A Sweet Treat Doesn’t Have to Be Eaten, Right?

Amy Uncategorized

Just because Halloween is approaching, doesn’t mean you have to fill your house with candy. Most people have a hard time resisting temptation, especially in the form of fun-sized chocolates sitting in a large bowl on their kitchen tables. While a few pieces of candy won’t ruin your diet or your smile, too much of any kind of sugar can definitely cause problems. That is why most pediatric dentists recommend alternatives to traditional trick-or-treat fare. And that doesn’t mean you need to give out travel-sized toothbrushes to all the ghosts and ghouls that will visit you this Halloween! There are lots of fun treats that aren’t sugary sweet, that the kids will still love and that will be kinder to their smiles than too much candy.

Does a “treat” need to be edible?

Nothing dictates that Halloween treats have to be eaten to be enjoyed. Think outside the usual sweets, and opt for a small game or toy instead. Dollar stores are filled with affordable alternatives that will still bring smiles to kids’ faces, and won’t cause damage to them either. Popular choices include glow sticks or bracelets, stickers or temporary tattoos, small games or puzzles. You can even find small boxes of crayons, seasonal pencils or silly erasers or other art supplies, perfect for trick-or-treaters or to hand out as prizes at festivals and carnivals. Most kids like spooky items as well, like plastic spider rings or not-too-scary plastic fangs.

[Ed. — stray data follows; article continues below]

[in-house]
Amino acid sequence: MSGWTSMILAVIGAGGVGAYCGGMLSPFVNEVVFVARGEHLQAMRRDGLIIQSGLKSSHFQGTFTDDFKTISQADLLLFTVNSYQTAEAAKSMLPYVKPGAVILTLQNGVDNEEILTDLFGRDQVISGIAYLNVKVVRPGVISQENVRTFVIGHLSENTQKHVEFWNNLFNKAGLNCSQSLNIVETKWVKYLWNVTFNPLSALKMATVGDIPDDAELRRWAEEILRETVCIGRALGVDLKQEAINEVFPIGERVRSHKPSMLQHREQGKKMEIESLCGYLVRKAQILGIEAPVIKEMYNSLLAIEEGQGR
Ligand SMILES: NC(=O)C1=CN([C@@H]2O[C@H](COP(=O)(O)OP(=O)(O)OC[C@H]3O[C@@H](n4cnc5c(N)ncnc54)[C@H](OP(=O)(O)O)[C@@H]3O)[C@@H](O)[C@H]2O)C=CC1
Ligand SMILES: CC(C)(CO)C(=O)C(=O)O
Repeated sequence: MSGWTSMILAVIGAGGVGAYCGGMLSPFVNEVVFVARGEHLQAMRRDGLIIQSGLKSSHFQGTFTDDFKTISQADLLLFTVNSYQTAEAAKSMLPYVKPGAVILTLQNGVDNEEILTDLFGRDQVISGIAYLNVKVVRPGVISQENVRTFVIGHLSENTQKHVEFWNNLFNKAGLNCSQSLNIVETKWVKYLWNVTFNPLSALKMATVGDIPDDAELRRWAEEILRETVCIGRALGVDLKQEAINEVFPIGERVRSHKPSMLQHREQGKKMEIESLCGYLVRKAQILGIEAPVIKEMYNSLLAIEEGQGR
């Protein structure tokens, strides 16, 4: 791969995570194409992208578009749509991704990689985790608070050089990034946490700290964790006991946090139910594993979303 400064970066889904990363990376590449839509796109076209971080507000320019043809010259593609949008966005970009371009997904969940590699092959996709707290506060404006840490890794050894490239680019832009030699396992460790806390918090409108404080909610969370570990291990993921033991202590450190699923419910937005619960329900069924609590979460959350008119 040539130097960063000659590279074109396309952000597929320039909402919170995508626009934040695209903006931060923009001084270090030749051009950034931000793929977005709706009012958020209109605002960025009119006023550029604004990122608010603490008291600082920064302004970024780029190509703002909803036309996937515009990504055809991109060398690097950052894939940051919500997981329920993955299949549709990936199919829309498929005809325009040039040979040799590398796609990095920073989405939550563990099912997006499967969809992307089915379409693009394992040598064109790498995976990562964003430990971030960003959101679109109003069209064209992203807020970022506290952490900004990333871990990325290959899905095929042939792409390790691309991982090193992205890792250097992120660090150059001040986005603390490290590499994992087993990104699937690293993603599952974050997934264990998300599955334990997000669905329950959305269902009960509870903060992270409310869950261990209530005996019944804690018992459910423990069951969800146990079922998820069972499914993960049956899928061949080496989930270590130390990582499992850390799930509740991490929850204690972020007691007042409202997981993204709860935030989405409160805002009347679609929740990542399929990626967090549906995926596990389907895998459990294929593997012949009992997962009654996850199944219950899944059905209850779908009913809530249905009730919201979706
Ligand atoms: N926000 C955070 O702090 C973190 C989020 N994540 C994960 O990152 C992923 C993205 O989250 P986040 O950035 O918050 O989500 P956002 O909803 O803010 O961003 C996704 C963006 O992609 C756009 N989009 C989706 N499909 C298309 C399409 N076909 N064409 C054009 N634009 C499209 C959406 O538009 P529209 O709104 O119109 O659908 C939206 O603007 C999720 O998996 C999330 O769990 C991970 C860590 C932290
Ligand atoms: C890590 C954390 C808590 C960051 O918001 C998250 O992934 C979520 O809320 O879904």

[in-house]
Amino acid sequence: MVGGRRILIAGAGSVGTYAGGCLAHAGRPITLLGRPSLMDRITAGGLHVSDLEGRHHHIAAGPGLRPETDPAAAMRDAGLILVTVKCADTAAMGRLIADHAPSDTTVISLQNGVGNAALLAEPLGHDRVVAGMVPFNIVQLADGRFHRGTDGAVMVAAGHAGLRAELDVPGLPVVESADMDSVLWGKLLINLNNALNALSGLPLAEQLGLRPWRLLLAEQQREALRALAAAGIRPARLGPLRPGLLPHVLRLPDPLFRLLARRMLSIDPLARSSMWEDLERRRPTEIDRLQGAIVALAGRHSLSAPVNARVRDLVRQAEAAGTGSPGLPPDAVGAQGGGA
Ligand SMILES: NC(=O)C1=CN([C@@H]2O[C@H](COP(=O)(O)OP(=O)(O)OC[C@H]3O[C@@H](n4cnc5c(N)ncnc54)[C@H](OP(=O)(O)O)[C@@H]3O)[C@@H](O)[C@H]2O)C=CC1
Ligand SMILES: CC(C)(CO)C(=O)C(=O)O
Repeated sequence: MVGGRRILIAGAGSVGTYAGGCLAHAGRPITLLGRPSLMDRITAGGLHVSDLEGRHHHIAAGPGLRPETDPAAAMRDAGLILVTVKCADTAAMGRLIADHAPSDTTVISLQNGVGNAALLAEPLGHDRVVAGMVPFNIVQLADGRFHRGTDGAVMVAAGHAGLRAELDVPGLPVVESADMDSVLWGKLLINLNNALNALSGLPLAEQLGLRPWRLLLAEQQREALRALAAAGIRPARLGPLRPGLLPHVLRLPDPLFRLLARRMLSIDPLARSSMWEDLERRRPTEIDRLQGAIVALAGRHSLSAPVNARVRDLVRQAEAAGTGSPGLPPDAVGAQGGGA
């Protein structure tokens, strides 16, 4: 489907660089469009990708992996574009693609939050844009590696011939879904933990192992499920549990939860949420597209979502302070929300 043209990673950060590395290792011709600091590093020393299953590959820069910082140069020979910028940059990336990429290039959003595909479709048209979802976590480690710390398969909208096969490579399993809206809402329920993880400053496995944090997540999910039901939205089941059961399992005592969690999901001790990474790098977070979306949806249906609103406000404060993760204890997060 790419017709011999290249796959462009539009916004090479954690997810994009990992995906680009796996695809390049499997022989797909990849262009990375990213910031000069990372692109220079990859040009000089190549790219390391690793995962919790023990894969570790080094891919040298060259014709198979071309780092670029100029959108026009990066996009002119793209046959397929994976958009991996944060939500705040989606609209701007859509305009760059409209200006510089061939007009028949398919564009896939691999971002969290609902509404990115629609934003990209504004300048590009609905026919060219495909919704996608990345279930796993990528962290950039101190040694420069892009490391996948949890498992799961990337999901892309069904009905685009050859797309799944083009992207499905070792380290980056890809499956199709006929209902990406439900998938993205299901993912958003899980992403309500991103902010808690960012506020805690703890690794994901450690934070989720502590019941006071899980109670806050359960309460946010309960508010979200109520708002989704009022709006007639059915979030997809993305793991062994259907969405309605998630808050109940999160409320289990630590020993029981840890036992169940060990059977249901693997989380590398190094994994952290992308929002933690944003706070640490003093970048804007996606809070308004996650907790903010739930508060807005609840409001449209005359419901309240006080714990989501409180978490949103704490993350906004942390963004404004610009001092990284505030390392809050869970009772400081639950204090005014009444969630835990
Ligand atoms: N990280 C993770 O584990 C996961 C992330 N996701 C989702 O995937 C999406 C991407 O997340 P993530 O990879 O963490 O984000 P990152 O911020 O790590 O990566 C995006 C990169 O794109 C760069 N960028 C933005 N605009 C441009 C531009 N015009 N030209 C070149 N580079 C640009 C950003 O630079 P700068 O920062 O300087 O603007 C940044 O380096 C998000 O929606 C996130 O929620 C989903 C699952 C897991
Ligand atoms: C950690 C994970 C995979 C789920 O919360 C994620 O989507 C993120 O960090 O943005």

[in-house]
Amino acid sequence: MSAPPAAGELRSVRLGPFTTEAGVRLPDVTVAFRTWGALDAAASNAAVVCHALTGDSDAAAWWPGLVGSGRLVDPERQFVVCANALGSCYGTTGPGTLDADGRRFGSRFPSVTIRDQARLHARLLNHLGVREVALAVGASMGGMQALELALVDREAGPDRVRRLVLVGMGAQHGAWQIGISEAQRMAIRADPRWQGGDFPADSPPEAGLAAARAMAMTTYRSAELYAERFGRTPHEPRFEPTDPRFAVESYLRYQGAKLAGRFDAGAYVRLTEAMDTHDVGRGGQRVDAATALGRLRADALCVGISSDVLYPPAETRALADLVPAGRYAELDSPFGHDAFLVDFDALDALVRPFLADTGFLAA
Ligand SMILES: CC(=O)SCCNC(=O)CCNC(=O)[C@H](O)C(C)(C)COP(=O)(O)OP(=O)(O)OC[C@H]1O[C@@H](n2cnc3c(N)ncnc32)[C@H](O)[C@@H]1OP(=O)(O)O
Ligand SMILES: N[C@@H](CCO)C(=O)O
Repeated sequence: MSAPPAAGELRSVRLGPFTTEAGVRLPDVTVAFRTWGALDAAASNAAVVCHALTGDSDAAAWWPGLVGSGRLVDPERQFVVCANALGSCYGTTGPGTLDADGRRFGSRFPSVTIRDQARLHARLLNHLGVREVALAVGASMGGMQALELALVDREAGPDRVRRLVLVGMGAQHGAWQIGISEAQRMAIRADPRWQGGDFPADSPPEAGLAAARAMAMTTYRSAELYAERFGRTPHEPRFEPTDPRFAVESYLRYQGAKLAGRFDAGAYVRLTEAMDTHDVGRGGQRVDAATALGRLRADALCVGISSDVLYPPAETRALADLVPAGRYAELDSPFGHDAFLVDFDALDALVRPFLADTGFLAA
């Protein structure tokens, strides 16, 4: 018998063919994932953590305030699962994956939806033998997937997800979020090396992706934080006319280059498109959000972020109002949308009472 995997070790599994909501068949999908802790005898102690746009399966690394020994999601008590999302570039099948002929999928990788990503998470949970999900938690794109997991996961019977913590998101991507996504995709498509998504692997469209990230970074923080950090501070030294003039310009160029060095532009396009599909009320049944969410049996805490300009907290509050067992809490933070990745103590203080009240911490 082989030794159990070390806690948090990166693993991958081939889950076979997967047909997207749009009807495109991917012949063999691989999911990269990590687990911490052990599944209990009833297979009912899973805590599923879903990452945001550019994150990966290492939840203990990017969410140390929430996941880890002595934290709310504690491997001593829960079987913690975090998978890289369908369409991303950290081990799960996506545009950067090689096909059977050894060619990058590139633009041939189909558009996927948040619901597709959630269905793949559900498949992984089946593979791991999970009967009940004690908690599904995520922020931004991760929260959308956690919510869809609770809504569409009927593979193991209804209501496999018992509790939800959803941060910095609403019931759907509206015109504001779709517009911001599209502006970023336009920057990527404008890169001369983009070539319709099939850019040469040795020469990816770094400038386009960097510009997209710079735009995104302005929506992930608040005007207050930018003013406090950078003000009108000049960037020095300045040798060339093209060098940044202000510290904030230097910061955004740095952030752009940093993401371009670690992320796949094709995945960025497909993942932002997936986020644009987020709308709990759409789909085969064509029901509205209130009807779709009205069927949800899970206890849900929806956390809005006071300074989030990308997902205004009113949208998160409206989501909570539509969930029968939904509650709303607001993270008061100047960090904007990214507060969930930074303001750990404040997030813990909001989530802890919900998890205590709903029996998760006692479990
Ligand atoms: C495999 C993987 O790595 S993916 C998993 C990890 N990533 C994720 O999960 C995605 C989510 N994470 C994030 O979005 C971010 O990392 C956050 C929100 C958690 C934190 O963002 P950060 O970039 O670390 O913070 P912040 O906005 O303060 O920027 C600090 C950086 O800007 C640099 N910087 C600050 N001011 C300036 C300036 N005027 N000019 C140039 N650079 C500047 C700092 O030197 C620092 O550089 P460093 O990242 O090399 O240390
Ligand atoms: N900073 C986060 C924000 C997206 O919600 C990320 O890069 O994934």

Do dentists only recommend toothbrushes?

Protecting smiles doesn’t have to mean being the house on the block that dolls out toothbrushes instead of chocolate. It just means providing healthier alternatives to sugar-laden treats. There are low-sugar alternatives to candy that still make great treats if you want to give the kids something edible. Try small boxes of raisins or crackers, for instance. You could also give out tiny bottles of water, dressed up with Halloween-wraps that can make them festive and which make a great form of refreshment for thirsty trick-or-treaters.